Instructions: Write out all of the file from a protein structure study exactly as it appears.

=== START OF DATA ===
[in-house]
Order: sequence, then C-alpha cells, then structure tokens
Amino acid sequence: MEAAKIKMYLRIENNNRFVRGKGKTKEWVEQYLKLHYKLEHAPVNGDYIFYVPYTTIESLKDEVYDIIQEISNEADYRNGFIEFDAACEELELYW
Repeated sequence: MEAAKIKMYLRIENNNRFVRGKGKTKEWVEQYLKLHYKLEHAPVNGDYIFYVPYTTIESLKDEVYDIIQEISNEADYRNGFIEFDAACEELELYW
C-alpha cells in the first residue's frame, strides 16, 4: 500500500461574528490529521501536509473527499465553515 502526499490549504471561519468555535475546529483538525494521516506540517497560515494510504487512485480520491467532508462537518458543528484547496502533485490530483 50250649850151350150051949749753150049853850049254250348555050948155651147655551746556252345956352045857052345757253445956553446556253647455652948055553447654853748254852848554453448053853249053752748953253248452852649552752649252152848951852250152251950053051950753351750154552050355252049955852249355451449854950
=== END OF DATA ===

[in-house]
Order: sequence, then C-alpha cells, then structure tokens
Amino acid sequence: MEAAKIKMYLRIENNNRFVRGKGKTKEWVEQYLKLHYKLEHAPVNGDYIFYVPYTTIESLKDEVYDIIQEISNEADYRNGFIEFDAACEELELYW
Repeated sequence: MEAAKIKMYLRIENNNRFVRGKGKTKEWVEQYLKLHYKLEHAPVNGDYIFYVPYTTIESLKDEVYDIIQEISNEADYRNGFIEFDAACEELELYW
C-alpha cells in the first residue's frame, strides 16, 4: 500500500461574528490529521501536509473527499465553515 502526499490549504471561519468555535475546529483538525494521516506540517497560515494510504487512485480520491467532508462537518458543528484547496502533485490530483 50250649850151350150051949749753150049853850049254250348555050948155651147655551746556252345956352045857052345757253445956553446556253647455652948055553447654853748254852848554453448053853249053752748953253248452852649552752649252152848951852250152251950053051950753351750154552050355252049955852249355451449854950